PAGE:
Asian cuisine in the Bay Area has a new crop of intensely passionate leaders with enough talent and culinary chops to lure Martha Stewart to the table. Anthony Myint and Danny Bowien stand behind big, bold Mission Chinese. Sylvan Mishima Brackett of PekoPeko Catering’s insanely articulate and authentic Japanese food will certainly land him on the map of grander things -- one hopes the rumors are true that he’s seeking his own location. And scheduled to open in January, FuseBox, the West Oakland eatery of Korean-born Sunhui Chang, will add fuel to the Korean food fire with housemade gochuchang, exquisitely crafted pickles, bacon mochi, and well-honed culinary passion.
What’s pucker-worthy about Chang’s cuisine is its pickle-centric nature, many varieties of which he’s been sharing with the pickling community. He’s currently crafting several different varieties of kimchee, using the standard cabbage and daikon, and also rapini and turnip greens. He prides himself on making use of the “offal of vegetables” and thereby using ever part -- including radish greens, and reusing a vinegar pickle brine and the pickled garlic that flavors it. He dunks in the drink your standard vegetables such as cucumbers (see the recipe for Oiji below) and breakfast radish, but also more experimental concepts such as blueberries, summer squash, and fennel. FuseBox is equipped with some vegetable boxes that will grow some of the produce, and Chang is currently working with the People’s Grocery to have them grow additional vegetables for him. Everything pickled and fermented from Chang’s kitchen will be as closely sourced as possible.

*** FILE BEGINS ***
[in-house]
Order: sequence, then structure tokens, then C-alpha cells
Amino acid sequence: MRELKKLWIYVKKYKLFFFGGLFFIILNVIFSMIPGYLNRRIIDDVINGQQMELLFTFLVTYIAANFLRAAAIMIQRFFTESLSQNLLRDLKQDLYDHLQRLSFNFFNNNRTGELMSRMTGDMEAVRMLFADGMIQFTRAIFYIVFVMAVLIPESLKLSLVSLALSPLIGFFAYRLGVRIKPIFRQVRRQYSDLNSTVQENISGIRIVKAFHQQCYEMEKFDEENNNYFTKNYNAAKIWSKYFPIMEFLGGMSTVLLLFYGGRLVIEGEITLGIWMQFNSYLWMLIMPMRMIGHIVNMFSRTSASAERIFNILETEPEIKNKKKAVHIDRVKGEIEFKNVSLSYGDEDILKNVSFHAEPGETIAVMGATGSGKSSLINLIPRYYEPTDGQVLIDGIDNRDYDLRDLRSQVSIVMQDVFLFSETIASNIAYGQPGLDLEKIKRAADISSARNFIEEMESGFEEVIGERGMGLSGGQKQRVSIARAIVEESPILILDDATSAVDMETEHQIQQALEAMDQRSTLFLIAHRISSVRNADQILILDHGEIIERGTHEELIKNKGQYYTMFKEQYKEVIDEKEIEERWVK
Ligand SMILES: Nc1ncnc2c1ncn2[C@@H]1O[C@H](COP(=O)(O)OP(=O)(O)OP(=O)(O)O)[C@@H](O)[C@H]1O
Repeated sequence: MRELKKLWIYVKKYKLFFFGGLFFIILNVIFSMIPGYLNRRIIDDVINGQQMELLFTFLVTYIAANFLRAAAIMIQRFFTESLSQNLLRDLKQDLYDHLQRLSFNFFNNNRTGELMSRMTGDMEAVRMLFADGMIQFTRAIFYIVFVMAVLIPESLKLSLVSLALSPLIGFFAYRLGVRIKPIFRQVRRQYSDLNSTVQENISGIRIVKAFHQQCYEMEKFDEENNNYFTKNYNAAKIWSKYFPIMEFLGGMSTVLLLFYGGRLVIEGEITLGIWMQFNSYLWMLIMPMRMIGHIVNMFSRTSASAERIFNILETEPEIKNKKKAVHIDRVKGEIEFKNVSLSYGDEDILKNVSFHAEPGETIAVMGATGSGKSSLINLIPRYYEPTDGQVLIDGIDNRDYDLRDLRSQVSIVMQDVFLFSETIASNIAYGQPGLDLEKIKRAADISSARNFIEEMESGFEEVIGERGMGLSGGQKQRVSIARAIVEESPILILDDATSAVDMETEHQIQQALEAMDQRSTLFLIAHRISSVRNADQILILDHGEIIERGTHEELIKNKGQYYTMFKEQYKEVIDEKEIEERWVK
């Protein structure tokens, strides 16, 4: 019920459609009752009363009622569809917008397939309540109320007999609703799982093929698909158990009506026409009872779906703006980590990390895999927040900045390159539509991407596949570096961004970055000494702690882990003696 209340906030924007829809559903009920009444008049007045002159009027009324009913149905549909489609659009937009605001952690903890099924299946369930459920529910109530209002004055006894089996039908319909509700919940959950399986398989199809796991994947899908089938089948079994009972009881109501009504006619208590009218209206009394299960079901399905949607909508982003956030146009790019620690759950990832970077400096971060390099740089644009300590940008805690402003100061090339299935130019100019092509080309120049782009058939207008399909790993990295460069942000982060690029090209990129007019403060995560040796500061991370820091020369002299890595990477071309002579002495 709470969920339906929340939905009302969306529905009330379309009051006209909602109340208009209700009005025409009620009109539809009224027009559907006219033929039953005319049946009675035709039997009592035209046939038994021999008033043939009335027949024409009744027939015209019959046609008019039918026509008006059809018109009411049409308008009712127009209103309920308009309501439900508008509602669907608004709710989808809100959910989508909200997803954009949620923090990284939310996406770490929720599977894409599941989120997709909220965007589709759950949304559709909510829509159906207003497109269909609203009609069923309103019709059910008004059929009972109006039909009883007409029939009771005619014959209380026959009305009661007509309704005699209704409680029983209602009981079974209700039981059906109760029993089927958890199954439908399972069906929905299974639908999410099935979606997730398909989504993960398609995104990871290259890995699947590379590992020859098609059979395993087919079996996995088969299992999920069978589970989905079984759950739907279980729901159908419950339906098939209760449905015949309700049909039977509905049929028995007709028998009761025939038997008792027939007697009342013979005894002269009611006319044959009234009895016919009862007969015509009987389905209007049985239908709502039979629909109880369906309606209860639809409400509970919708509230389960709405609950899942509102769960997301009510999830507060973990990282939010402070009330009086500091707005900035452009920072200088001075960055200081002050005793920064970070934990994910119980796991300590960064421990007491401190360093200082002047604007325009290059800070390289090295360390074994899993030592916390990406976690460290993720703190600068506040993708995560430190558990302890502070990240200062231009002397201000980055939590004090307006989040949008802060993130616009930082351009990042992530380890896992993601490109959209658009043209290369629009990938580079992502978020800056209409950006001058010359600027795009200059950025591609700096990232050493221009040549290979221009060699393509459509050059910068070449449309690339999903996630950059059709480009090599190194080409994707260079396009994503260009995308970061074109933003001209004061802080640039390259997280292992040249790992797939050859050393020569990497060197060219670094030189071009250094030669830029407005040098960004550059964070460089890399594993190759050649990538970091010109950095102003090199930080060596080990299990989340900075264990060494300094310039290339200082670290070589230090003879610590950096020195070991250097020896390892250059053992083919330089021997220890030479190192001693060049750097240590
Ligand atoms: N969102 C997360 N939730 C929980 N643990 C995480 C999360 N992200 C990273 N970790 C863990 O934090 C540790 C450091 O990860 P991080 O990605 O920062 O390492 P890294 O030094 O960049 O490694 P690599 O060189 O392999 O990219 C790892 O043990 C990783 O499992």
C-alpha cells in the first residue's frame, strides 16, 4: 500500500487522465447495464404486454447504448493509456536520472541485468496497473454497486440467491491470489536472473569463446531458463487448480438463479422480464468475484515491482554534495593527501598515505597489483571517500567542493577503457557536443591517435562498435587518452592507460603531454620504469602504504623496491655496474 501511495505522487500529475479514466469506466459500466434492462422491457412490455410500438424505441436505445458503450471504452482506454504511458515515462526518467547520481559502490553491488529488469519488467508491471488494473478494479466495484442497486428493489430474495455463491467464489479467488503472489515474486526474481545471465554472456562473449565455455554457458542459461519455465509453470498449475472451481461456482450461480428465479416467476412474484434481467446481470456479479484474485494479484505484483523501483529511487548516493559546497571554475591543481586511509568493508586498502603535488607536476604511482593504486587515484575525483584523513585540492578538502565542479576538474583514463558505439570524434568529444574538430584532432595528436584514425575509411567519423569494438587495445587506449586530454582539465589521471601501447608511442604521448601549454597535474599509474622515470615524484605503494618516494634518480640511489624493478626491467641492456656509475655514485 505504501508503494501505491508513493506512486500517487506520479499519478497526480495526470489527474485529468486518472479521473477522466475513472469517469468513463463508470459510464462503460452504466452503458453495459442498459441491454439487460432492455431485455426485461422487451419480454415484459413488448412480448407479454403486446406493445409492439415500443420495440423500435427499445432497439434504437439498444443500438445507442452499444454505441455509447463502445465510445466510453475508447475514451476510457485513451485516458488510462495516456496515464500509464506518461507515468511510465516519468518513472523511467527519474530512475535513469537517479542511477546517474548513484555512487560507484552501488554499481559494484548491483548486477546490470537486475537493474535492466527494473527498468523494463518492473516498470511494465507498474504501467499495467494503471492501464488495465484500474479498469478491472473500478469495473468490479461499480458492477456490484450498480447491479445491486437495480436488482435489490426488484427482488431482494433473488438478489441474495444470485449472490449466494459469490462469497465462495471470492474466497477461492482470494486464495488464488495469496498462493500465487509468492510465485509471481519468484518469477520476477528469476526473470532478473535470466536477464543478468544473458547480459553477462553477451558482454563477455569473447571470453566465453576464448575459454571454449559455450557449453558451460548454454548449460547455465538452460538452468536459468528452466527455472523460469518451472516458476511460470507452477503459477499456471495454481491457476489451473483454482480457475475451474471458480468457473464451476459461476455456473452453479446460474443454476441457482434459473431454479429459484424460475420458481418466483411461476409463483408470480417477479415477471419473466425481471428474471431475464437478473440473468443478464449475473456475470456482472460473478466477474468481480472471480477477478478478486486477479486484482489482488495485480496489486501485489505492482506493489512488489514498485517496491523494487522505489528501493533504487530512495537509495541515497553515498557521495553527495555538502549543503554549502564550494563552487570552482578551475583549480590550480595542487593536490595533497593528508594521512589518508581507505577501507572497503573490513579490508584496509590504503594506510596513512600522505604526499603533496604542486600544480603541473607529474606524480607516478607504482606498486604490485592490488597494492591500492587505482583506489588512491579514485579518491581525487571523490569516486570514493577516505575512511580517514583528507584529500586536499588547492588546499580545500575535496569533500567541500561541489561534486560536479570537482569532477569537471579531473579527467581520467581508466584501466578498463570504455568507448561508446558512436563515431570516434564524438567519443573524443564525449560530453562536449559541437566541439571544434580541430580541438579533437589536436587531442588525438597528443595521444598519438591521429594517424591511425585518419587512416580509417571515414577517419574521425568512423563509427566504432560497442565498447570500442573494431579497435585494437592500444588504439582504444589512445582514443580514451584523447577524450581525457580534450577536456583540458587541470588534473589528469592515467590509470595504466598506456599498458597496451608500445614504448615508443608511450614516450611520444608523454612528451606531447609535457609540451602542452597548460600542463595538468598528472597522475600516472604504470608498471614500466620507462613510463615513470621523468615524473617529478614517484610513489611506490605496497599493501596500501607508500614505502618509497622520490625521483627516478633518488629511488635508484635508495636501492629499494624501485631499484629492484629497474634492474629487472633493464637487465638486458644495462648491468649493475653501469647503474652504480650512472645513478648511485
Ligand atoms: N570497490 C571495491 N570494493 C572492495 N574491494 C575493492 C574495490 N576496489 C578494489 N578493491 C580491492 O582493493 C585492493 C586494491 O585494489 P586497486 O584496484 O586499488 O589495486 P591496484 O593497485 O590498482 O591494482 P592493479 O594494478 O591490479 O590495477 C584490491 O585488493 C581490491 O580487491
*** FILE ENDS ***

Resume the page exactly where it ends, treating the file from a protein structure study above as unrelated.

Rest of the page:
Of course, pickles aren’t the only things on the menu. Bacon-wrapped mochi are satisfyingly stretchy and smoky, and Chang will be grilling ko chu jang pork and chicken yakitori, and caking housemade tofu.
Chang takes regular trips to LA to procure quality, small-batch artisan soy sauce -- he says it’s the closest place to find it outside Korea. But another of the most impressive aspects of Chang’s cooking is that he makes his own gochuchang, the hot, salty and sweet fermented red pepper paste that is the basis of Korean cooking (akin to what miso is to Japanese cuisine). Few are the Korean chefs who make their own. Most Korean markets offer several different varieties, and if you’ve ever eaten Korean food, you’ve tasted it. It’s used in stir fries like bi bim bab, as a marinade for bulgogi, to flavor stews, as a condiment for crispy lettuce wraps, as the base for soups, and in many varieties of Korean pickles. I’d never tasted good gochuchang until I’d encountered Chang’s proprietary blend of glutinous rice, soybeans, red chili powder, and sugar. The sauce ferments for about 60-90 days.